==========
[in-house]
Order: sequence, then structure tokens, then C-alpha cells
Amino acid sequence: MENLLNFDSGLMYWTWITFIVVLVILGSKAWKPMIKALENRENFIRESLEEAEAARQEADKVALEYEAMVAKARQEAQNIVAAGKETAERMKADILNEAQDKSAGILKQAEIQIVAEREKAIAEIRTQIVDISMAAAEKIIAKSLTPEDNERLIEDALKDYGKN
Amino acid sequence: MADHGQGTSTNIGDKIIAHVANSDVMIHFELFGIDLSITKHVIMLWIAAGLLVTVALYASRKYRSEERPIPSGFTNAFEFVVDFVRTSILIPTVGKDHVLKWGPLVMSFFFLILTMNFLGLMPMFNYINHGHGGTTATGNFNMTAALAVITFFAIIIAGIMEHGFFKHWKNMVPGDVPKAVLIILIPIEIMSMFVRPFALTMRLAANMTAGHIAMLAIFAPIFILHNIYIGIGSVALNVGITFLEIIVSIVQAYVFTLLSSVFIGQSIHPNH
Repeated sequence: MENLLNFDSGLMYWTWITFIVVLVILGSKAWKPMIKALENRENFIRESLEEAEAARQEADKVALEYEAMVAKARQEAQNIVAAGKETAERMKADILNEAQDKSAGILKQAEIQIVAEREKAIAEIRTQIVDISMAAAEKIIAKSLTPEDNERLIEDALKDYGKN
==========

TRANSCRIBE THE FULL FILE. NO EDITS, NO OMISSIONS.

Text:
[in-house]
Order: sequence, then structure tokens, then C-alpha cells
Amino acid sequence: MENLLNFDSGLMYWTWITFIVVLVILGSKAWKPMIKALENRENFIRESLEEAEAARQEADKVALEYEAMVAKARQEAQNIVAAGKETAERMKADILNEAQDKSAGILKQAEIQIVAEREKAIAEIRTQIVDISMAAAEKIIAKSLTPEDNERLIEDALKDYGKN
Amino acid sequence: MADHGQGTSTNIGDKIIAHVANSDVMIHFELFGIDLSITKHVIMLWIAAGLLVTVALYASRKYRSEERPIPSGFTNAFEFVVDFVRTSILIPTVGKDHVLKWGPLVMSFFFLILTMNFLGLMPMFNYINHGHGGTTATGNFNMTAALAVITFFAIIIAGIMEHGFFKHWKNMVPGDVPKAVLIILIPIEIMSMFVRPFALTMRLAANMTAGHIAMLAIFAPIFILHNIYIGIGSVALNVGITFLEIIVSIVQAYVFTLLSSVFIGQSIHPNH
Repeated sequence: MENLLNFDSGLMYWTWITFIVVLVILGSKAWKPMIKALENRENFIRESLEEAEAARQEADKVALEYEAMVAKARQEAQNIVAAGKETAERMKADILNEAQDKSAGILKQAEIQIVAEREKAIAEIRTQIVDISMAAAEKIIAKSLTPEDNERLIEDALKDYGKN